Now this I found to be a strange sight...this is a statue of Abraham Lincoln, also just a few blocks away from my hotel. I've heard a lot about how Latin America is "Anti-US" but I didn't see any of that in Tijuana. I proudly wore a "United States Navy" sweatshirt during my walk through the city and I had many people say to me "Yeah! America". Tijuanans were very friendly.

Outside of the financial district, things got a little more gloomy. This is the type of setting I imagine every time I read a horror story on the news about violence in Tijuana or any of the other northern cities. This was probably the one point in the trip where I feared a shoot-out could suddenly erupt. This picture was taken from a pedestrian overpass above a busy road.

I crossed over the pedestrian bridge and could see one of Tijuana's main hospitals off in the distance. After crossing a drainage canal I got a good view of the hospital, and found that it was very busy.

Once again, here are some more indications you are clearly not in the US when you are in a border city like Tijuana. The Km/hr sign reminded me of Europe. This was taken as I stepped down from the pedestrian bridge.

Tijuana is growing rapidly despite the troubles it is facing. I read somewhere that the city's population is approaching 2 million!

As I began to walk back to the hotel, I passed a government office...I believe it was for a state prosecutor. Granted that this is the type of peron at the center of the drugs war, I was not surprised to see two armored Humvees sitting outside with masked soldiers behind 50 Caliber machine guns. I reached for my camera, anxiously hoping to get a photo. In my best Spanish, I politely approached them.

Hola, yo soy estudiante del periodismo en Estados Unidos. Un Foto?
(Hello, I am a journalism student in the United States. May I take your photo?)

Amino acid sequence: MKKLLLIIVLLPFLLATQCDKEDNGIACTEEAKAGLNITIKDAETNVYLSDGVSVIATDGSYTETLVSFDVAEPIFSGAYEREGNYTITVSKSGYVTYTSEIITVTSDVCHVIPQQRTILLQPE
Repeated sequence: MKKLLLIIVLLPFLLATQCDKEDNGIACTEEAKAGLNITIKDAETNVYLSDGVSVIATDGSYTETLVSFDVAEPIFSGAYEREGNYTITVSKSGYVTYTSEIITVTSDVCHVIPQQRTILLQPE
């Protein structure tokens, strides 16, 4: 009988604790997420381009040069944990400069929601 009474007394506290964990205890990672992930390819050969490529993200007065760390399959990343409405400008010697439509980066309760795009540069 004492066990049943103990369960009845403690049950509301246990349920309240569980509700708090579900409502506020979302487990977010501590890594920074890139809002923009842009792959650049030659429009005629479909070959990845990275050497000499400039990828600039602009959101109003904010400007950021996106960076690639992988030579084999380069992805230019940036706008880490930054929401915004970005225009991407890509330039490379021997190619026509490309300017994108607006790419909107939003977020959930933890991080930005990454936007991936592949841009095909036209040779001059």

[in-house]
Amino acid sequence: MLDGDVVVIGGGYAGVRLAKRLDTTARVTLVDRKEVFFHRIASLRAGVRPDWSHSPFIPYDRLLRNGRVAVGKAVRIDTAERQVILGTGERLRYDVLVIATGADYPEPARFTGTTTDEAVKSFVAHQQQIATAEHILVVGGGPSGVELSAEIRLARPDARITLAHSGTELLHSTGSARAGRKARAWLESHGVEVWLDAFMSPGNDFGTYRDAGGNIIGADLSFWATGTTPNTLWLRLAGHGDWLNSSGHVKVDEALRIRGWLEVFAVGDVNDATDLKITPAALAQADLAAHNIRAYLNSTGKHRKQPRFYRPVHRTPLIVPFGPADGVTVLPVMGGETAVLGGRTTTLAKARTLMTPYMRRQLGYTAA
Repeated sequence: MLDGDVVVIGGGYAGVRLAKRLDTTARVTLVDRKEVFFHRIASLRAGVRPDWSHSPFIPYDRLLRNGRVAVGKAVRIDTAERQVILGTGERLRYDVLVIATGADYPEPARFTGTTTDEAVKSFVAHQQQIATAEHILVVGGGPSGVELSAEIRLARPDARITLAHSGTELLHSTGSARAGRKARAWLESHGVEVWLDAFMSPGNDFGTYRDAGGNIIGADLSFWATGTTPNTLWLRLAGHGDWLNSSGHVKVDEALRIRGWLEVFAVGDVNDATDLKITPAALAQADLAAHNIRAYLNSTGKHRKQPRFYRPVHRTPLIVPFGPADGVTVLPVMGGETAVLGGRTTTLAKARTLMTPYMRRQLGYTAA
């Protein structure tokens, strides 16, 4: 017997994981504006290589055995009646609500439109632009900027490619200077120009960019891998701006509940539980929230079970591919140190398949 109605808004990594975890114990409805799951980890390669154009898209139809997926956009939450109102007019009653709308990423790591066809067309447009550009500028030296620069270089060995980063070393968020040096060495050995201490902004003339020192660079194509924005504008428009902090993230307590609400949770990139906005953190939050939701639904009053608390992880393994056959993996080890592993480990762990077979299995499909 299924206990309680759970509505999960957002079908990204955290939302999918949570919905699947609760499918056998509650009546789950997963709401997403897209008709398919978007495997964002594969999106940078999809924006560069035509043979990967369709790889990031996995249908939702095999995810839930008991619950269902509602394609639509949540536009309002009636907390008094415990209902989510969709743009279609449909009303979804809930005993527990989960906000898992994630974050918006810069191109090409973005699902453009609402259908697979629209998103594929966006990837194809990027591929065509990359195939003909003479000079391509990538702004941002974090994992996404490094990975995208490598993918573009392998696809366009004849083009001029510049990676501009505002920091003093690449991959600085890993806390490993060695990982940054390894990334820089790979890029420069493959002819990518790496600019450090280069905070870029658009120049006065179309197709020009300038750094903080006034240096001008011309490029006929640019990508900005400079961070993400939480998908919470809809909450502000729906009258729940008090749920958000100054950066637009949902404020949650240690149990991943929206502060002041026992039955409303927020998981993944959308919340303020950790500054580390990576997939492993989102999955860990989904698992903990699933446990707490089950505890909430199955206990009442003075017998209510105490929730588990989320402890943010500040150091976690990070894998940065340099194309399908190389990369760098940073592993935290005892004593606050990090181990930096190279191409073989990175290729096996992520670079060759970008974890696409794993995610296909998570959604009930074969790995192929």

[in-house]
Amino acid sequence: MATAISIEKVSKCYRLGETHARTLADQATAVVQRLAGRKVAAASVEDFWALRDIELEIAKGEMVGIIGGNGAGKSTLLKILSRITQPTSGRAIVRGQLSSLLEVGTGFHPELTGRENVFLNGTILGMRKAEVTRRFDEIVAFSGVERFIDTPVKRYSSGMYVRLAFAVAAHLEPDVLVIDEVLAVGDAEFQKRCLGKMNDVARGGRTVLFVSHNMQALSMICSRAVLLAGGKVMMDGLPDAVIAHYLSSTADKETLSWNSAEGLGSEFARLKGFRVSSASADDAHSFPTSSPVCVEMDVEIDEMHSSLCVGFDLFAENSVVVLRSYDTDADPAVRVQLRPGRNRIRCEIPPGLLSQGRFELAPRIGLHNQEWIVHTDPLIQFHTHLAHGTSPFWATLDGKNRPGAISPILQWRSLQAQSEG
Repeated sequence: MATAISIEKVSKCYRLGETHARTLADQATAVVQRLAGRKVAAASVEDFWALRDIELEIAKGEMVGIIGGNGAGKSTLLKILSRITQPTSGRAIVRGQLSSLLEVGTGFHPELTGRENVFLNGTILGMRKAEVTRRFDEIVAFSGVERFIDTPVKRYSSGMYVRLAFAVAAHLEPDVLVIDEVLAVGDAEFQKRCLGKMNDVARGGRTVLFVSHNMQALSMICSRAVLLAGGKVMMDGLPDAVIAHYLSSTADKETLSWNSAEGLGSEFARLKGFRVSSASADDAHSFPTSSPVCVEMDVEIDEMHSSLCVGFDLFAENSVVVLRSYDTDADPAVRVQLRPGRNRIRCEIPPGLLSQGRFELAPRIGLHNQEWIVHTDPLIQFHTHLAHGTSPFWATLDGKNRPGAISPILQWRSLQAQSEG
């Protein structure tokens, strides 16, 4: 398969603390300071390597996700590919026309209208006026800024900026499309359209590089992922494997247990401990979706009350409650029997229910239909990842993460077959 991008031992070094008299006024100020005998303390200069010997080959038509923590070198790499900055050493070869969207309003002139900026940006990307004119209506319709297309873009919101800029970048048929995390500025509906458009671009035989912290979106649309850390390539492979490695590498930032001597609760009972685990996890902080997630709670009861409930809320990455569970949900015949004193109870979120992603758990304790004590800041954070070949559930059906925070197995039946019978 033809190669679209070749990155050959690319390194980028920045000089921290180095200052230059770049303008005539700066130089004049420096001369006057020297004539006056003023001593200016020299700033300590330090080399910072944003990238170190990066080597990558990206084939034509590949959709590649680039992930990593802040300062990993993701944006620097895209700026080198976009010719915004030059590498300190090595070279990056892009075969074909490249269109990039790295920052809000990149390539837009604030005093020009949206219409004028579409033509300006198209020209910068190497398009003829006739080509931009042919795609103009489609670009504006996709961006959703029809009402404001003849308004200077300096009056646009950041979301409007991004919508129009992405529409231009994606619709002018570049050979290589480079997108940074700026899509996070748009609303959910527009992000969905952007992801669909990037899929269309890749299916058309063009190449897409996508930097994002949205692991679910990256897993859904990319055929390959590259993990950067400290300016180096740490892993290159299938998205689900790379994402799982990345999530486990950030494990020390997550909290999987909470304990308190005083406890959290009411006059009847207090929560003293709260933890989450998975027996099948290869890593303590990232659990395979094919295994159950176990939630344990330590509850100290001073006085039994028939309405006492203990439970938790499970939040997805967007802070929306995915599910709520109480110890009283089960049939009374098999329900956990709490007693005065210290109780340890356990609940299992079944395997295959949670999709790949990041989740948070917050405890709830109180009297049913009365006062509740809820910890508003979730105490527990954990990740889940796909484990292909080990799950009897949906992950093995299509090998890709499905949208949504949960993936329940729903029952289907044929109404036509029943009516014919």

They politely replied:

Arrepentido, eso no es permitido. (sorry, we are not allowed to do so)

and I said:

Permanezca seguro, amigos (stay safe friends)

I would've been quite a sight to get a picture of, but just as I felt with the police, I was not in a position to push it when my subjects have machine guns. I also learned that soldiers and police wear black or brown face masks to conceal their identities, and photos are a concern because the drug cartels could use them to find the families of soldiers and police...something that has been happening all to often along our troubled border with Mexico.

I will have more photos to post soon, along with the conclusion of my trip...standby until then.

Tuesday, March 3, 2009


As I recall, the media was quite anxious to talk about the "civil war" in Iraq back in 2005-2007, and the power of the insurgency. What I'm wondering now, is where are they to reveal the truth about the insurgency waging a gruesome battle on the border between the US and Mexico? Mexico is already in a state of war fighting drug cartels that have brought Al-Qaeda style violence to the people trying to go about their lives in its northern cities.

Beheadings, kidnappings, and assassinations are all common place in Northern Mexico today.

Reporting from Mexico City -- The Mexican government will deploy 1,000 more federal police officers as part of a wider effort to restore order in Ciudad Juarez, the nation's most violent city, officials said Monday.

Some of those uniformed federal officers began arriving in the border city Monday, two days after about 2,000 soldiers landed there in a related military buildup. Those soldiers were the first of an expected 5,000 additional troops who will be sent to help perform basic police functions.

The military reinforcements will bring to more than 7,000 the number of soldiers in Ciudad Juarez.

The nation's public safety chief, Genaro Garcia Luna, said that along with the soldiers, he planned to dispatch the additional 1,000 federal police officers, Notimex news agency reported.

About 425 federal officers already had been posted in Ciudad Juarez, where the death toll last year exceeded 1,600, the highest in a country racked by drug-related violence.

The border city is in the throes of a vicious turf war between a local drug-smuggling organization and rivals from the northwestern state of Sinaloa. The feud, and the Mexican government's 2-year-old crackdown on organized crime, has sent killings soaring.

The city's police chief, Roberto Orduna Cruz, resigned almost two weeks ago after several of his officers were shot to death and anonymous signs appeared warning that an officer would be killed every 48 hours unless he stepped down.

Mayor Jose Reyes Ferriz, who has also been the subject of anonymous handwritten threats, said last week that the army would take over basic policing duties, such as patrolling the streets.

More of this story can be read in the Los Angeles Times here

Side-note: I have filed this post under "War on Terrorism" because the subhuman monsters terrorizing the citizens of Ciudad Juarez are terrorists just as much as Abu Musab Al-Zarqawi and other knife-wielding lunatics who bastardize the Koran.